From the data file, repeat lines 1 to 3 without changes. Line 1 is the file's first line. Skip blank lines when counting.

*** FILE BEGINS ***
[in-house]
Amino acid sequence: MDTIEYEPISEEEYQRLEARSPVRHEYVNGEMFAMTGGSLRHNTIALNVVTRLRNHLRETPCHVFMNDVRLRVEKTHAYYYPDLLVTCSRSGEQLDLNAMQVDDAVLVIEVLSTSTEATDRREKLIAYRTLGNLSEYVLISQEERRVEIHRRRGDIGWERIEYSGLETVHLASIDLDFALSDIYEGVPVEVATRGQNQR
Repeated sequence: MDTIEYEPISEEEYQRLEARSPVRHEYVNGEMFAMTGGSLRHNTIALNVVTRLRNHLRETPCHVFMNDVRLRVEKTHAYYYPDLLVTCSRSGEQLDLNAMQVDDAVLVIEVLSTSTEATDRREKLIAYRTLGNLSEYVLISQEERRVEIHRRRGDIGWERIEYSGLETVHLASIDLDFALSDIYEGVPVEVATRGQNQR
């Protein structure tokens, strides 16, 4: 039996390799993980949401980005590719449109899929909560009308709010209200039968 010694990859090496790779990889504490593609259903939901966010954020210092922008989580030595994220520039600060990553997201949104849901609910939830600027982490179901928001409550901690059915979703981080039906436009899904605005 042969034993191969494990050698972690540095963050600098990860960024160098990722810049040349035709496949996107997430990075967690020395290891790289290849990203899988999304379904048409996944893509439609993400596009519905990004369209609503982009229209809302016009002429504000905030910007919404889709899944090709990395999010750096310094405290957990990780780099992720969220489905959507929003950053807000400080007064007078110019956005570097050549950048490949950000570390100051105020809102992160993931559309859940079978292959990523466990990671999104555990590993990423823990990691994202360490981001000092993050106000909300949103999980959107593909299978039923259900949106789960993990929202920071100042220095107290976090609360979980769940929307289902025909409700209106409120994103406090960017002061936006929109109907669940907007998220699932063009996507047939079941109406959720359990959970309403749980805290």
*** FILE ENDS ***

[in-house]
Amino acid sequence: MDTIEYEPISEEEYQRLEARSPVRHEYVNGEMFAMTGGSLRHNTIALNVVTRLRNHLRETPCHVFMNDVRLRVEKTHAYYYPDLLVTCSRSGEQLDLNAMQVDDAVLVIEVLSTSTEATDRREKLIAYRTLGNLSEYVLISQEERRVEIHRRRGDIGWERIEYSGLETVHLASIDLDFALSDIYEGVPVEVATRGQNQR
Repeated sequence: MDTIEYEPISEEEYQRLEARSPVRHEYVNGEMFAMTGGSLRHNTIALNVVTRLRNHLRETPCHVFMNDVRLRVEKTHAYYYPDLLVTCSRSGEQLDLNAMQVDDAVLVIEVLSTSTEATDRREKLIAYRTLGNLSEYVLISQEERRVEIHRRRGDIGWERIEYSGLETVHLASIDLDFALSDIYEGVPVEVATRGQNQR